Analytics students fight crime with data

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Master of Business Analytics students Peyton Thompson, Natalie Philips, Stephon Lofton and Chris Morton, left to right, present their visualization of calls for service data to the NOPD's director of analytics. The presentation took place on Sept. 20 as part of their Business Analytics Projects class.

For the past seven years, the New Orleans Police Department has published the data it collects when residents call 911 with a police emergency, but with more than 750,000 different data points in a given month — detailing everything from the time the call was received to the incident’s ultimate resolution — making sense of it all can be a challenge.

To help make the information more accessible to the public, the NOPD recently turned to the Freeman School and students in the newly launched Master of Business Analytics program. Working with the NOPD’s Analytics Unit, the students were tasked with creating a visualization of the calls data that could be incorporated into the department’s website.

Visualization refers to presenting data in a graphic format to help users better understand the information and gain insights that might not be apparent in the raw data.

“We think it’s a very good way not only to help the students learn how to do data visualization, but also to give back to the community,” said Ricky Tan, assistant professor of management science and instructor in the course, Business Analytics Projects.

Using Tableau, a powerful analytics software, the student teams created dashboards that enable users to sort the calls by type and display them on a map. One team combined the calls for service with geographic information system (GIS) data, enabling users to get a more granular picture of crime in their neighborhoods than ZIP codes alone would offer. Another team isolated crimes occurring near Mardi Gras parade routes, a data view that highlights how safe Carnival season tends to be. The students also analyzed the data based on their visualizations and made strategic recommendations, such as focusing additional resources on areas with slow response times.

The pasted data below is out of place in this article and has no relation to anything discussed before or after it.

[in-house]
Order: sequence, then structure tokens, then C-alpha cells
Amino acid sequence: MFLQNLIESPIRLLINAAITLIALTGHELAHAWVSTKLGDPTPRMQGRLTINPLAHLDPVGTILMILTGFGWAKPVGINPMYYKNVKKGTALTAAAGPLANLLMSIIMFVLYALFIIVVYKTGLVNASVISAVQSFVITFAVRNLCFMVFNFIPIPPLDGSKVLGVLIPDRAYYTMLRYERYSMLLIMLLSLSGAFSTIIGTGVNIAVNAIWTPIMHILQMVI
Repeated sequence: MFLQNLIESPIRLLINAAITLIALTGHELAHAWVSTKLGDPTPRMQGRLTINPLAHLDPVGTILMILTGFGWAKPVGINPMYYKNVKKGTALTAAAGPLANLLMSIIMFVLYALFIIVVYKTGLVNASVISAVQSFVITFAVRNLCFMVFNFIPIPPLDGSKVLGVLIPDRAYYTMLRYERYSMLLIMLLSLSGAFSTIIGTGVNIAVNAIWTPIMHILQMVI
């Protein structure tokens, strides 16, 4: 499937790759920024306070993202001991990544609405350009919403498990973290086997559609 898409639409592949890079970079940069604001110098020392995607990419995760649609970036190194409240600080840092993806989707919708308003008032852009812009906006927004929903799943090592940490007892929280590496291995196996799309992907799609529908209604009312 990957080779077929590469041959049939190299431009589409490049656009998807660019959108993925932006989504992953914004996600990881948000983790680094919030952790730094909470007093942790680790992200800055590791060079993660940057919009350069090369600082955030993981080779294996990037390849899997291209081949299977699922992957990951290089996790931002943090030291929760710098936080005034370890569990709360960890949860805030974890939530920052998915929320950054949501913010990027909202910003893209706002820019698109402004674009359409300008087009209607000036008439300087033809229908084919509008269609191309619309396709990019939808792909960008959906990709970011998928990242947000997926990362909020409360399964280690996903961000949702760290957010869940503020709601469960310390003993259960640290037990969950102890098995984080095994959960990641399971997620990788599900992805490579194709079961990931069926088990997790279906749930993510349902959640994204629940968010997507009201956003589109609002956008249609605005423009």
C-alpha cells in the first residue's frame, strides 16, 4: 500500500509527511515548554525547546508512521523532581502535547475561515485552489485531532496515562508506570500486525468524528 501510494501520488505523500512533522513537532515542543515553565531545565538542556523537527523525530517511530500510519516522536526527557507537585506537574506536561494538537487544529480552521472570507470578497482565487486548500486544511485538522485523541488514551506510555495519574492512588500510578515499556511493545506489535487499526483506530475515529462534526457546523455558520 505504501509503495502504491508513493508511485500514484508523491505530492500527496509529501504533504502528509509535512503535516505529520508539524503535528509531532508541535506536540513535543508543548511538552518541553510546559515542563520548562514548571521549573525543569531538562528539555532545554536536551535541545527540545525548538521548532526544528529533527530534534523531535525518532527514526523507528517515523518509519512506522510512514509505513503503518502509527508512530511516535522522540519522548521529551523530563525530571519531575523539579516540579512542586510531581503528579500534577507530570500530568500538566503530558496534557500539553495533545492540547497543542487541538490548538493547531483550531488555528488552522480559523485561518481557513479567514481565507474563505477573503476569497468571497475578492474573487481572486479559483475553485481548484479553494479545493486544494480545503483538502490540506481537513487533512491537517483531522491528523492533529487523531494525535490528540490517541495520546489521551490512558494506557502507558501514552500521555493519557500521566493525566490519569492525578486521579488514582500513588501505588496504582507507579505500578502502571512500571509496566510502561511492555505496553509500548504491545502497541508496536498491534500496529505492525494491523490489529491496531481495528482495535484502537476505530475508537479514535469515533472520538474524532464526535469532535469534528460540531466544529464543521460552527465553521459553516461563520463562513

“Those insights don’t automatically pop up,” said Xianjun Geng, professor of management science and director of the Master of Business Analytics program. “They’re usually hidden. The MANA program gives students the ability to sift through large amounts of data and bring insights like those to the surface, skills increasingly in demand by companies around the world.”

In September, the students presented their work to Ben Horwitz, director of analytics with the New Orleans Police Department.

“We know that releasing the data is really important, but the next step is making it accessible to the public,” Horwitz said. “That’s one of the reasons we’re partnering with Tulane, because there are all sorts of questions that are important to the public that we can address by making these data sets easier to understand.”

Horwitz said he plans to work with Tan to make the students’ visualizations available on the police department's website, and he hopes to work on additional projects with the class in the future.

“Students and interns can help us tackle areas of work that maybe we don’t have time or the capacity to do and apply methodologies that we may not have the expertise in,” Horwitz said. “By partnering with a university like Tulane, we get access to that.”

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